He is a professor of theology, but God is little more than a question mark to him. The resurrection is a community memory of an unexplained event. “Atonement” is a word that he chokes on. And everything he writes is cutting-edge, new, innovative, with his own initials stamped on it, because that is the way to upward mobility in an academic environment.
The turn in Thomas Oden’s life began in 1970 when he was appointed a tenured professor at Drew University. There he met a Jewish scholar named Will Herberg, and they became good friends—close enough for Herberg to have spoken to Oden with unusual directness. “If you are ever going to become a credible theologian instead of a know-it-all pundit, you had better restart your life on firmer ground. You are not a theologian except in name only, even if you are paid to be one.”12
So, Thomas Oden gave himself to reading the church fathers, as Herberg suggested. He discovered that, instead of trying to say something new, innovative and cutting-edge, their great aim was to be faithful to Scripture.
Oden’s “change of heart” was sealed in 1971, when he had a dream in which he saw these words written on his own tombstone: “He made no new contribution to theology.”13 Oden says that he woke up from the dream refreshed and relieved, thinking, “That’s who I want to be. I want to be like the church fathers. I want to be faithful to the Scriptures.”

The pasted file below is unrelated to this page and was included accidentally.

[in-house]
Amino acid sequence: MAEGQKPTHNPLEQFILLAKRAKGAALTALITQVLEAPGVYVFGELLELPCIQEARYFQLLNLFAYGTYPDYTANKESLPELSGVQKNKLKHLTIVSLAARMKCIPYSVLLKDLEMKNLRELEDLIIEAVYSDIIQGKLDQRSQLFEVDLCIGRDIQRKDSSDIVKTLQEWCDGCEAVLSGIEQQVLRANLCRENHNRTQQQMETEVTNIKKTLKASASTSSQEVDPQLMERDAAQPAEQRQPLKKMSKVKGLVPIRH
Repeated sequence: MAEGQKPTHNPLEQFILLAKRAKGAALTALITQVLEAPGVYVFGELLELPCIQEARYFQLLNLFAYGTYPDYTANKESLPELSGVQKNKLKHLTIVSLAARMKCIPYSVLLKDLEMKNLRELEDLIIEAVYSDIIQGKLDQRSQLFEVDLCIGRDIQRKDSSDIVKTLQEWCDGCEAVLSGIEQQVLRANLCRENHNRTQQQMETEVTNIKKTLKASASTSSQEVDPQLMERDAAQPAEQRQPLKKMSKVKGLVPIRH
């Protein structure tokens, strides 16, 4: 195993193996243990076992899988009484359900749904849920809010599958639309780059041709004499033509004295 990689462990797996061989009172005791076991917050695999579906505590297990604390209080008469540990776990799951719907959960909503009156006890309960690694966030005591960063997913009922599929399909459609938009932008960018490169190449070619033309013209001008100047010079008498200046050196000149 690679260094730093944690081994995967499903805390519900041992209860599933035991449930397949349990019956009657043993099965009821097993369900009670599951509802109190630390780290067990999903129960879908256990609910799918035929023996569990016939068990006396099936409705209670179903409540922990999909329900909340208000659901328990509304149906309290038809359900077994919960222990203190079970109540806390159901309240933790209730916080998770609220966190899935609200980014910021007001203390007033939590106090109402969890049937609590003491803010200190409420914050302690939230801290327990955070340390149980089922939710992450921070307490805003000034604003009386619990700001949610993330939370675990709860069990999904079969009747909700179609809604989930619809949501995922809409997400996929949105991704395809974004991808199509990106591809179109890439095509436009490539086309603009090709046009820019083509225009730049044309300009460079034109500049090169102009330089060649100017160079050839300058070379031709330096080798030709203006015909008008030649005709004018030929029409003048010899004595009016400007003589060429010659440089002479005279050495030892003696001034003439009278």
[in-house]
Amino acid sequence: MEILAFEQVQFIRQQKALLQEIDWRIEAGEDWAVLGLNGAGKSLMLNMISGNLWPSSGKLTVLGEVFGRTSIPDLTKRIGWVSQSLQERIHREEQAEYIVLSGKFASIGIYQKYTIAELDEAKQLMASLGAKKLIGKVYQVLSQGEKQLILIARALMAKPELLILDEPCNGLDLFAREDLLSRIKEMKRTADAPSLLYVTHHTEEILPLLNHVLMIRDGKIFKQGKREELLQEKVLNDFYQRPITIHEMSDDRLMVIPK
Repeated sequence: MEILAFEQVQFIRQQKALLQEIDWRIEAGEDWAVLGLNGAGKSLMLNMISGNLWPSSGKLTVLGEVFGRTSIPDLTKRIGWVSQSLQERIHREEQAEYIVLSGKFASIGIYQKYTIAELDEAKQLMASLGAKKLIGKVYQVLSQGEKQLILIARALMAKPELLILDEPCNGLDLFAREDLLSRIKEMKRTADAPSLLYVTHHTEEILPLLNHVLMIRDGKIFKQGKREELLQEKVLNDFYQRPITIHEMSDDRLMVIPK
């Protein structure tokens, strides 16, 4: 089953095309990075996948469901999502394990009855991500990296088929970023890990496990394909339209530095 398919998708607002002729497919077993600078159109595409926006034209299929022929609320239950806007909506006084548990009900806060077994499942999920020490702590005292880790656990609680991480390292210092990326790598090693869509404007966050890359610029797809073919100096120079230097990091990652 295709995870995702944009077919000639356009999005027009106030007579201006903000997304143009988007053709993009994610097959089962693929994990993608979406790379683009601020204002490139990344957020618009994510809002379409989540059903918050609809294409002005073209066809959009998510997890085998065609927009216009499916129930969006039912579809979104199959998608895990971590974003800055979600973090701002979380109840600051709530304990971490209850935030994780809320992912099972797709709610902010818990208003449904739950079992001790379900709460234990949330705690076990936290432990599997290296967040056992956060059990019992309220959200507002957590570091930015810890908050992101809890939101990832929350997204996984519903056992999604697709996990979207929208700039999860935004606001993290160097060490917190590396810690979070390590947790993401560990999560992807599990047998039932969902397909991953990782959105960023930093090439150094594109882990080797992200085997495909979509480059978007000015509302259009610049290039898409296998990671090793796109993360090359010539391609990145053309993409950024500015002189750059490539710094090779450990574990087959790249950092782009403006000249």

After that, Oden scrupulously avoided creating any new doctrine. By 1972, he had pledged to “present nothing new or original in basic Christian teaching that would have my initials stamped on it as if it were mine. I have honored that pledge and it has been deeply gratifying to me.”14
In summary of his life, Oden says this: “If my first forty years were spent hungering for meaning in life, the last forty have been spent in being fed.”15 In other words, Oden came back to the Bible and has been nourished by it ever since.
The Promise of Jesus
If you are wise in your own eyes, God will be little more than a question mark to you. You won’t feel much desire to pray. If you study the Bible, you will filter what God says through what you already believe. That is what Thomas Oden did, and that is also what the Pharisees did.
Jesus said to them, “You search the Scriptures because you think that in them you have eternal life; and it is they that bear witness about me, yet you refuse to come to me that you may have life” (John 5:39-40).
But Jesus promises that, if you will open the Scriptures with a humble heart, God will teach you. Jesus said, “It is written in the Prophets, ‘And they will all be taught by God.’ Everyone who has heard and learned from the Father comes to me” (John 6:45).
If you will open the Scriptures with humility, you will hear God’s voice and learn from Him. Jesus says the outcome of this is that the person taught by God “comes to me.” In other words, the result of our hearing God’s voice and learning from Him is that we come to greater faith in the Lord Jesus Christ. So, abandon the kind of thinking that says, “I already understand everything I need to know about God’s Word.” Instead, come ready to listen, learn, and grow!
This article is adapted from Pastor Colin’s sermon, “Overcoming Evil with Humility”, from his series, Overcoming Evil.
1. Thomas C. Oden, A Change of Heart: A Personal and Theological Memoir (Downers Grove: IVP Academic, 2014).
2. Ibid., 42.
3. Ibid., p. 47.
4. Ibid., p. 147.
5. Ibid., p. 54.
6. Ibid., p. 50.
7. Ibid., p. 54.
8. Ibid., p. 80, 81.
9. Ibid., p. 77.
10. Ibid., p. 85.
11. Ibid., p. 56.
12. Ibid., p. 145.
13. Ibid., p. 136, 137.
14. Ibid., p. 144, 146.
15. Ibid., p. 57.